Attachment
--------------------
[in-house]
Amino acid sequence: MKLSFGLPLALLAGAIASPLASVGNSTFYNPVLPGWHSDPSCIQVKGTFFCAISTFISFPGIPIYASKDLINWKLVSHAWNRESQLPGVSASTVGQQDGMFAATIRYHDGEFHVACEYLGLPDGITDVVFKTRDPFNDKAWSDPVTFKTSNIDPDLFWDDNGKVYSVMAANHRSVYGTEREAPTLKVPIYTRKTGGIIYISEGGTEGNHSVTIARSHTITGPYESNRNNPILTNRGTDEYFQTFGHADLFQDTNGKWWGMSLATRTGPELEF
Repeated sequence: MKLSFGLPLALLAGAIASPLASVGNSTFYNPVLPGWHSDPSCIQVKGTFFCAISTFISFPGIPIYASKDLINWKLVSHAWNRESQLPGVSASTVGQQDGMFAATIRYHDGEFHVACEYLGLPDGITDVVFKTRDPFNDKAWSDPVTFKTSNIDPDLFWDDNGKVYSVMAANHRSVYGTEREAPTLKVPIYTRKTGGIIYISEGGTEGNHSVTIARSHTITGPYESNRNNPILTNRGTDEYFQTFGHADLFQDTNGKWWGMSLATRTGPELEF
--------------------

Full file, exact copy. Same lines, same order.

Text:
[in-house]
Amino acid sequence: MKLSFGLPLALLAGAIASPLASVGNSTFYNPVLPGWHSDPSCIQVKGTFFCAISTFISFPGIPIYASKDLINWKLVSHAWNRESQLPGVSASTVGQQDGMFAATIRYHDGEFHVACEYLGLPDGITDVVFKTRDPFNDKAWSDPVTFKTSNIDPDLFWDDNGKVYSVMAANHRSVYGTEREAPTLKVPIYTRKTGGIIYISEGGTEGNHSVTIARSHTITGPYESNRNNPILTNRGTDEYFQTFGHADLFQDTNGKWWGMSLATRTGPELEF
Repeated sequence: MKLSFGLPLALLAGAIASPLASVGNSTFYNPVLPGWHSDPSCIQVKGTFFCAISTFISFPGIPIYASKDLINWKLVSHAWNRESQLPGVSASTVGQQDGMFAATIRYHDGEFHVACEYLGLPDGITDVVFKTRDPFNDKAWSDPVTFKTSNIDPDLFWDDNGKVYSVMAANHRSVYGTEREAPTLKVPIYTRKTGGIIYISEGGTEGNHSVTIARSHTITGPYESNRNNPILTNRGTDEYFQTFGHADLFQDTNGKWWGMSLATRTGPELEF